The atmosphere is tense.
Dialo has found a good spot.
But now he must wait since Antogo has its own unwritten rules.
The ceremonial chief chants a prayer to chase away evil spirits.
He wears a fish trap, believed to protect the words as they are spoken.
This is Dialo's once-a-year chance.
The free-for-all quickly becomes a fishing frenzy.
They thrust their baskets down to trap the fish.
Dialo has caught one, but there's no time for politeness.
After just 15 minutes, there's nothing left,
and the chaos subsides.
Dialo is successful, but exhausted.
Back at home, his proud catch of fish becomes a final feast for his family
so they can survive the last days of the dry season.
Far to the east of the Bandiagara,
it takes immense navigational skill just to find water.
These Tubu women must venture across the vast sand seas of the Sahara
in search of a miniature well just one metre square.
It will mean the difference between life and death.
They call this place the Tenere - the land of nothing.
It is featureless, scorching and unreliable.
Foni is a Tubu woman who can find her way to water without a map or a compass.
She's brought her daughter, Shede, only ten years old.
The well they seek is still three days' walk away.
This is the toughest journey they'll ever face together.
They undertake this perilous journey for food.
They must cross 240 kilometres just to get to market
to trade camels for supplies that will last them six months.
This caravan is only women and children,
since, for the Tubu, it's the women who are the great navigators.
To the untrained eye, a dune is just a dune.
But Foni can tell which ones to trust in a place where nothing stands still.
Smaller dunes shape-shift, moving with the wind,
making them unreliable.
But larger dunes, towering over 60 metres, are more stable,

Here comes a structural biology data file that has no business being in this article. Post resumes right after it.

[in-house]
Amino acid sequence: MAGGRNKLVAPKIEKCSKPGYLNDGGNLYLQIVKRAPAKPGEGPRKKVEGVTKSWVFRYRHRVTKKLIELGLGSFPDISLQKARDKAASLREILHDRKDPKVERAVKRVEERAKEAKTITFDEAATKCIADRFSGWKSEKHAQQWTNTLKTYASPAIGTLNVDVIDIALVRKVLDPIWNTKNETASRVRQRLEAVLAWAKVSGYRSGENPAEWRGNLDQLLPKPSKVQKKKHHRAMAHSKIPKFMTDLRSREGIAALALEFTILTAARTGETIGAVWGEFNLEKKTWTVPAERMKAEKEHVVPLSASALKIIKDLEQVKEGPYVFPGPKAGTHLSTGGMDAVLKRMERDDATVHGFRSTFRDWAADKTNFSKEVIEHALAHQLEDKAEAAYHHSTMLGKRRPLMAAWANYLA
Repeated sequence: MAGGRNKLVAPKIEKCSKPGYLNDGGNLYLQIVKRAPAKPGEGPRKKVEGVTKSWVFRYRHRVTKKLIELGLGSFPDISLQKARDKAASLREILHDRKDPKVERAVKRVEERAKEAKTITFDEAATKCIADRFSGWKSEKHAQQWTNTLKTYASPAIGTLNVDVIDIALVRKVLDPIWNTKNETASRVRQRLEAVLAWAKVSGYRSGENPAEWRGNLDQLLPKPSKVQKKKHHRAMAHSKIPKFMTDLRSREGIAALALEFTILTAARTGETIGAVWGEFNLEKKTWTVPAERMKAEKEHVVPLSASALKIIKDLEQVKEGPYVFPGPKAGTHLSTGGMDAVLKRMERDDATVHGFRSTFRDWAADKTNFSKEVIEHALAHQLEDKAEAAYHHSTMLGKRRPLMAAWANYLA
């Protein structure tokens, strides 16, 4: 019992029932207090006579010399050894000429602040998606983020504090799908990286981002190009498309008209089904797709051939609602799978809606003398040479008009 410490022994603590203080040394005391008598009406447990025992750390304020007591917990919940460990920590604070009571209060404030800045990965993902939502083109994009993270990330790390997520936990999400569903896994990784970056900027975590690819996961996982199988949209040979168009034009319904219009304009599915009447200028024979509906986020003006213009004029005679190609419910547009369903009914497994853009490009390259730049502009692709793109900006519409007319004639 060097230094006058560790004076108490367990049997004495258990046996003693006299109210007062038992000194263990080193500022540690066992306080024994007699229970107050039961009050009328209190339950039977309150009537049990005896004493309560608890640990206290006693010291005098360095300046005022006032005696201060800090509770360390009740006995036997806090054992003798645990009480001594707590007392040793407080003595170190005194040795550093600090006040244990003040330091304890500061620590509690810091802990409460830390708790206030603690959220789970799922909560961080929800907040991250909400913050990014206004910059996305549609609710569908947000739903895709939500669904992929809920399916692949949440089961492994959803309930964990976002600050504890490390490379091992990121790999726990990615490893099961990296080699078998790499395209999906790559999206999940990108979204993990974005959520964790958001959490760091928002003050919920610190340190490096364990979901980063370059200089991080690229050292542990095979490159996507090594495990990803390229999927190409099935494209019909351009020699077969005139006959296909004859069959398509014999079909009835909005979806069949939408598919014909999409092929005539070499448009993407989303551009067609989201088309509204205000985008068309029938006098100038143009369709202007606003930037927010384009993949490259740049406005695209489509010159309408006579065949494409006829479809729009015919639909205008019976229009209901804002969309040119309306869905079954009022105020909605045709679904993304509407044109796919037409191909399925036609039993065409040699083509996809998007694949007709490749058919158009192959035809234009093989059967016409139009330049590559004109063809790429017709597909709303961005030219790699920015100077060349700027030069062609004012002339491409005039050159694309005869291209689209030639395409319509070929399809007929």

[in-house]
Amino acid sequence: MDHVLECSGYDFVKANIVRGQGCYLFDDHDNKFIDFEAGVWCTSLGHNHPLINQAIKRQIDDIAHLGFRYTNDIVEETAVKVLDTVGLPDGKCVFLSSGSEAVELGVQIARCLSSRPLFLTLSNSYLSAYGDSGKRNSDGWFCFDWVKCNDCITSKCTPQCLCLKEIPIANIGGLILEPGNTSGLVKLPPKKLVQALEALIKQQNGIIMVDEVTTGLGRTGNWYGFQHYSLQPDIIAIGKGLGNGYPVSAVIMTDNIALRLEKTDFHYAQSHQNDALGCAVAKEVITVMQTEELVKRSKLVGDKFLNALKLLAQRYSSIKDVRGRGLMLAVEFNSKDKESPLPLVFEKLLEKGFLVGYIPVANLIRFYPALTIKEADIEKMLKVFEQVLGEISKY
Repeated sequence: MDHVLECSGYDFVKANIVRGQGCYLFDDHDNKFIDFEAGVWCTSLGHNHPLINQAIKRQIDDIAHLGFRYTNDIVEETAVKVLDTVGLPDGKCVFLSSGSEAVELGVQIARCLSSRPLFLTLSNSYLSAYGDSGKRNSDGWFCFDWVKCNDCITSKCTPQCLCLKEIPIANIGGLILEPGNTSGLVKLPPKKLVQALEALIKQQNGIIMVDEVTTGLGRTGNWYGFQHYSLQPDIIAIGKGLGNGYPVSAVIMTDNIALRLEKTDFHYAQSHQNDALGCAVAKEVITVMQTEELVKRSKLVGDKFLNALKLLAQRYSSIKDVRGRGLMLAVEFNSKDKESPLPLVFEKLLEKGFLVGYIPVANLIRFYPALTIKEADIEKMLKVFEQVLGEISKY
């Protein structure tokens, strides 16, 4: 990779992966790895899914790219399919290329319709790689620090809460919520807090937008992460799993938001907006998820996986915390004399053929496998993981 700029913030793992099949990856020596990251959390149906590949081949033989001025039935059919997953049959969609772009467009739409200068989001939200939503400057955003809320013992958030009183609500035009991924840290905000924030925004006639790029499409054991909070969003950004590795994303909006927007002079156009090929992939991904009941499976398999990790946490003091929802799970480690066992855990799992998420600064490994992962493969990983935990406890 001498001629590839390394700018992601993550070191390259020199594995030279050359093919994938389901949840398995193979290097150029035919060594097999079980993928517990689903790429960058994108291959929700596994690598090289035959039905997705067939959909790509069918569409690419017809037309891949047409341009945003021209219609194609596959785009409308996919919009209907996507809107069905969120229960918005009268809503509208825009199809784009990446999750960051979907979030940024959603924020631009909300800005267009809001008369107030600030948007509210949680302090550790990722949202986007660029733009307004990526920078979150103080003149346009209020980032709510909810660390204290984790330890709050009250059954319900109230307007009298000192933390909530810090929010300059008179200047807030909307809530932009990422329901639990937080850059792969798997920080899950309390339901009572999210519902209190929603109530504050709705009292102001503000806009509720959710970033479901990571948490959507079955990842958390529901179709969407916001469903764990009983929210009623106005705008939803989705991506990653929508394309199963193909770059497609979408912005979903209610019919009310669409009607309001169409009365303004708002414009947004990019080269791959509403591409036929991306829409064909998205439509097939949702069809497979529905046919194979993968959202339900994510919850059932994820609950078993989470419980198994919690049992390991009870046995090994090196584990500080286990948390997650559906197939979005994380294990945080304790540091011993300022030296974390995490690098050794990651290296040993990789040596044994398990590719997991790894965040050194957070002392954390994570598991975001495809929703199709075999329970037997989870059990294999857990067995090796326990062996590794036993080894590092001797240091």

revealing signs of a much bigger picture.
Over thousands of years,
prevailing desert winds have blown dunes into long, parallel ridges,
the only landmarks for the travellers.
The Tubu look to the sun and the ridge line to work out which direction to go.
Then they count each ridge to know how far they've gone.
They've been walking for ten hours in the blazing sun.
They must rest.
They make their camp out of a single sheet, and ration their water.
The camels' share is mixed with oats, while the women drink sweet tea.
They rise early, before the sun gets too hot.
They only carry enough water to get to the well,
so the pace they travel is key.
This specialist understanding of the desert is fast disappearing.
Today only a few hundred Tubu women possess the knowledge.
Foni believes that by teaching Shede
she can keep it alive for another generation.
When darkness falls,
Foni also teaches Shede how to read the night sky.
CHATTER AND LAUGHTER
For now, at least, they know they're on the right path.
It's day three.
Today they must find the well.
While packing up, Foni decides Shede is ready to take charge.
But the well is so hidden
that even if she's only a few hundred metres away, she could miss it.
She sets them off in the right direction,
aligning herself between the ridges ahead and the sunrise to the east.
For some children Shede's age, just ten years old,
finding their way to school is challenge enough.
But Shede has to find her way 20 miles across the bleakest landscape on Earth.
But with her mother's guiding words echoing in her head,
she strides forward.
After a gruelling 12-hours' riding, the tenth ridge is finally in sight.
The lonely bush in the dip of the dune marks the valley of the well.
Shede has found the only well for 80 kilometres around.
She's made her mum proud.
Finally, Shede can water the camels.
With their thirst quenched, she washes off three days of dust.
Now they've got water, they'll make it to market,
but they're still weeks away from finishing their journey.
Not all deserts are swelteringly hot.
The Gobi in Mongolia is a desert of extremes.
Lying far north of the equator,
here scorching summer highs plunge to freezing Arctic lows.
It's February, minus 20 degrees Celsius,
and the few wells people have are frozen over.
But, amazingly, water appears here as snow.
The snow doesn't fall here.
It's blown over 3,000 kilometres from Siberia.
And these bitter winds mean it never settles for long.
So Ganbold and his twin-humped Bactrian camels
must chase the snow towards the mountains where it lingers.